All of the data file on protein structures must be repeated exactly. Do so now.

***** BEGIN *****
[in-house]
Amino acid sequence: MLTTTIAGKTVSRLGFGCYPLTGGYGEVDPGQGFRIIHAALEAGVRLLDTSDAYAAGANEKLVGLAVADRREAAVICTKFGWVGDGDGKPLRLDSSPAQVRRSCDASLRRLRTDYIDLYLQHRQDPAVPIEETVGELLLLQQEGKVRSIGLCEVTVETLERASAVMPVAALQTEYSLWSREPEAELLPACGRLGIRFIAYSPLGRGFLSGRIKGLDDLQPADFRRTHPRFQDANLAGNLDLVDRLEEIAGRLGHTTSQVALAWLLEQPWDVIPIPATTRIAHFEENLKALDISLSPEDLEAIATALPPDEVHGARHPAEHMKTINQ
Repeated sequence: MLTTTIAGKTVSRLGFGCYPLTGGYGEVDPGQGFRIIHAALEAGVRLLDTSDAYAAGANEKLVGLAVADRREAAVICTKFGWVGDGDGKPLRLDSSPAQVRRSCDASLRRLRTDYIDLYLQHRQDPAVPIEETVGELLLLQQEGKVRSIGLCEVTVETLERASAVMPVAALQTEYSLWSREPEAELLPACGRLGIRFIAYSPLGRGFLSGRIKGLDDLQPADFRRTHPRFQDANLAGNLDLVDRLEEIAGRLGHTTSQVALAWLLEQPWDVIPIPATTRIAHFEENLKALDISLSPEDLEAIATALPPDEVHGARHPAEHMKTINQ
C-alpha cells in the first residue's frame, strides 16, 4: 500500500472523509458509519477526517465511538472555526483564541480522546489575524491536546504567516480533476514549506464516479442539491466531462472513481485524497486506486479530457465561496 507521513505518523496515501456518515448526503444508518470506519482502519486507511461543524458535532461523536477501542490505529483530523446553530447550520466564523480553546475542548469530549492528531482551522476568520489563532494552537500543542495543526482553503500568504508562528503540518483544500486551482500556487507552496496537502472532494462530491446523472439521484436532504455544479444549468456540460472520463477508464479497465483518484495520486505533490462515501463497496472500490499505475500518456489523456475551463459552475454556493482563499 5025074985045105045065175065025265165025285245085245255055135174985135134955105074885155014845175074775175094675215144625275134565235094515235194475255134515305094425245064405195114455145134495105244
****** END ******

[in-house]
Amino acid sequence: MLTTTIAGKTVSRLGFGCYPLTGGYGEVDPGQGFRIIHAALEAGVRLLDTSDAYAAGANEKLVGLAVADRREAAVICTKFGWVGDGDGKPLRLDSSPAQVRRSCDASLRRLRTDYIDLYLQHRQDPAVPIEETVGELLLLQQEGKVRSIGLCEVTVETLERASAVMPVAALQTEYSLWSREPEAELLPACGRLGIRFIAYSPLGRGFLSGRIKGLDDLQPADFRRTHPRFQDANLAGNLDLVDRLEEIAGRLGHTTSQVALAWLLEQPWDVIPIPATTRIAHFEENLKALDISLSPEDLEAIATALPPDEVHGARHPAEHMKTINQ
Repeated sequence: MLTTTIAGKTVSRLGFGCYPLTGGYGEVDPGQGFRIIHAALEAGVRLLDTSDAYAAGANEKLVGLAVADRREAAVICTKFGWVGDGDGKPLRLDSSPAQVRRSCDASLRRLRTDYIDLYLQHRQDPAVPIEETVGELLLLQQEGKVRSIGLCEVTVETLERASAVMPVAALQTEYSLWSREPEAELLPACGRLGIRFIAYSPLGRGFLSGRIKGLDDLQPADFRRTHPRFQDANLAGNLDLVDRLEEIAGRLGHTTSQVALAWLLEQPWDVIPIPATTRIAHFEENLKALDISLSPEDLEAIATALPPDEVHGARHPAEHMKTINQ
C-alpha cells in the first residue's frame, strides 16, 4: 500500500472523509458509519477526517465511538472555526483564541480522546489575524491536546504567516480533476514549506464516479442539491466531462472513481485524497486506486479530457465561496 507521513505518523496515501456518515448526503444508518470506519482502519486507511461543524458535532461523536477501542490505529483530523446553530447550520466564523480553546475542548469530549492528531482551522476568520489563532494552537500543542495543526482553503500568504508562528503540518483544500486551482500556487507552496496537502472532494462530491446523472439521484436532504455544479444549468456540460472520463477508464479497465483518484495520486505533490462515501463497496472500490499505475500518456489523456475551463459552475454556493482563499 5025074985045105045065175065025265165025285245085245255055135174985135134955105074885155014845175074775175094675215144625275134565235094515235194475255134515305094425245064405195114455145134495105244